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Beneath Arctic ice, scientists find an ecosystem never imagined (+video)

Scientists report finding a massive bloom of phytoplankton hidden under Arctic ice, suggesting that, as the ice thins and melts, the region is becoming vastly more biologically productive. 

Dr Oliver Wurl is part of the Catlin Arctic Survey team for 2011, which is being supported once more by the WWF Global Arctic Programme. He is researching the impact of ocean acidification on the "forests of the oceans" -- phytoplankton (a form of algae), and explains his experiments in this video.
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Scientists have discovered a vast pea-soup-green bloom of tiny plant-like marine organisms under Arctic Ocean ice. The bloom represents an enormous, and until now, unknown reservoir of food for marine life in frigid waters at the top of the world.

These waters, in sum, appear to be far more biologically productive than previously believed.

"This wasn't just any phytoplankton bloom," says Kevin Arrigo, a Stanford University marine scientist and lead author of the study. "It was literally the most intense phytoplankton bloom I've ever seen in my 25 years of doing this type of research" in oceans around the world.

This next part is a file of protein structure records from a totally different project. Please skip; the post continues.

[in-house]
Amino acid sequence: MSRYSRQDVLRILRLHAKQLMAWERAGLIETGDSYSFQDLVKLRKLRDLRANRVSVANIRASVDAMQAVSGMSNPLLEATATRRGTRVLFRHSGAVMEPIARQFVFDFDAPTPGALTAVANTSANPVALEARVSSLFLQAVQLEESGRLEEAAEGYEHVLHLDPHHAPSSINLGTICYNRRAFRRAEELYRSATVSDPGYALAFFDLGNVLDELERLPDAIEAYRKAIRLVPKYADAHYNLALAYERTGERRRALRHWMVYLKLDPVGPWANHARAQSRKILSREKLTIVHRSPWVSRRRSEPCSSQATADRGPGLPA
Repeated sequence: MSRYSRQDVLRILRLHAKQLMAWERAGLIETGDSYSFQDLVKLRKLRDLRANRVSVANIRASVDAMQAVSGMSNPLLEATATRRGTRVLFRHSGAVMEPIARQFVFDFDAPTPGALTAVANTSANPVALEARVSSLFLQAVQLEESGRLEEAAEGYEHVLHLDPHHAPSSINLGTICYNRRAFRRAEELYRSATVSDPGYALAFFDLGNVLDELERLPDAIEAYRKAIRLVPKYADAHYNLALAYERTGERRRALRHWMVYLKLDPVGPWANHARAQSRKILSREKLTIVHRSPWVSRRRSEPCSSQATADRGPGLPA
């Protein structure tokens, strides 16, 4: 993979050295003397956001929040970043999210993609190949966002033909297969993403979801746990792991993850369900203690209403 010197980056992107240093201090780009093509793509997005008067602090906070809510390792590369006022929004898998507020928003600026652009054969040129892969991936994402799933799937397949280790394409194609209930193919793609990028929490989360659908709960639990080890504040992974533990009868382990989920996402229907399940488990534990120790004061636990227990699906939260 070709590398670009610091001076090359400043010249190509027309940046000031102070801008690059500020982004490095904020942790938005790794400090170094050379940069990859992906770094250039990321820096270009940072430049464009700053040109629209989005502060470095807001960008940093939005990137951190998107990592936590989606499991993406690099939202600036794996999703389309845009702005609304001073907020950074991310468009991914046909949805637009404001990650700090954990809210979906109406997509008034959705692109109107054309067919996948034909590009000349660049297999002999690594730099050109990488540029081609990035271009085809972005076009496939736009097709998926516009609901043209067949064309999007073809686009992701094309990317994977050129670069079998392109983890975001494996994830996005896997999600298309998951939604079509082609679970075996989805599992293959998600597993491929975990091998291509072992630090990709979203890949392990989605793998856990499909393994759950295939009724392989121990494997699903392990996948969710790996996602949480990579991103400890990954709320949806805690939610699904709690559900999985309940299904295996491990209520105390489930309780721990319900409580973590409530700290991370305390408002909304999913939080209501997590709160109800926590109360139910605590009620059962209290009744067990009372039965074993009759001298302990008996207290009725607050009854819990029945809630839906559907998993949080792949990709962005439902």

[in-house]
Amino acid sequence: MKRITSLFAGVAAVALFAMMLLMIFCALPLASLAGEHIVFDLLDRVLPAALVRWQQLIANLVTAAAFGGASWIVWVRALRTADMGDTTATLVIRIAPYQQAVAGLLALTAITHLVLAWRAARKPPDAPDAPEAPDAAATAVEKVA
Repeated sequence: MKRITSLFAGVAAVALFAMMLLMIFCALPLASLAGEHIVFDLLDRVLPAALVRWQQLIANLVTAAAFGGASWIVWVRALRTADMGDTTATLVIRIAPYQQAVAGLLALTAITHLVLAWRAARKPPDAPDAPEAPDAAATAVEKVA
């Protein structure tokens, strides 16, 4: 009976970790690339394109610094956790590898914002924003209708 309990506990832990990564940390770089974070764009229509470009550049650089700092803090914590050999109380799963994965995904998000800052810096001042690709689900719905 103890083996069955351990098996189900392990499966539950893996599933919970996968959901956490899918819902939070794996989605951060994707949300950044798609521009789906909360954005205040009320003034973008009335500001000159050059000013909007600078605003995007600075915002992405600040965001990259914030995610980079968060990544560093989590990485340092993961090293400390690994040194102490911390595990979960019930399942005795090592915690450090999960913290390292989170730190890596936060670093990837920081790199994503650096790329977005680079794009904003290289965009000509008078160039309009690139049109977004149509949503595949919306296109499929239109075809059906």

The scientists sampled only a relatively small section of ice above the Arctic basin's continental shelves last summer. But the findings suggest that, where the mix of nutrients and sunlight are right, other areas around the basin could be highly productive as well, the researchers say.

The discovery could help explain why previous groups observing open water concluded that the region wasn't hot spot of biological productivity. And it could explain how the ocean has been absorbing larger quantities of carbon dioxide (CO2) from the atmosphere than data could verify, the researchers suggest.

A report on the results from a research cruise aboard the US Coast Guard Ice Breaker Healy last June and July appears in the June 8 issue of the journal Science. The two-year project, known as ICESCAPE, was funded by NASA.

In general, much of what's known about activity at the bottom of the marine food chain in the Arctic has been learned by studying what's happening in open water. That is partly because researchers tend to visit the Arctic in the summer, when sea ice retreats and exposes more open ocean. Moreover, satellites that can measure phytoplankton levels also can't detect what's happening under the ice. 

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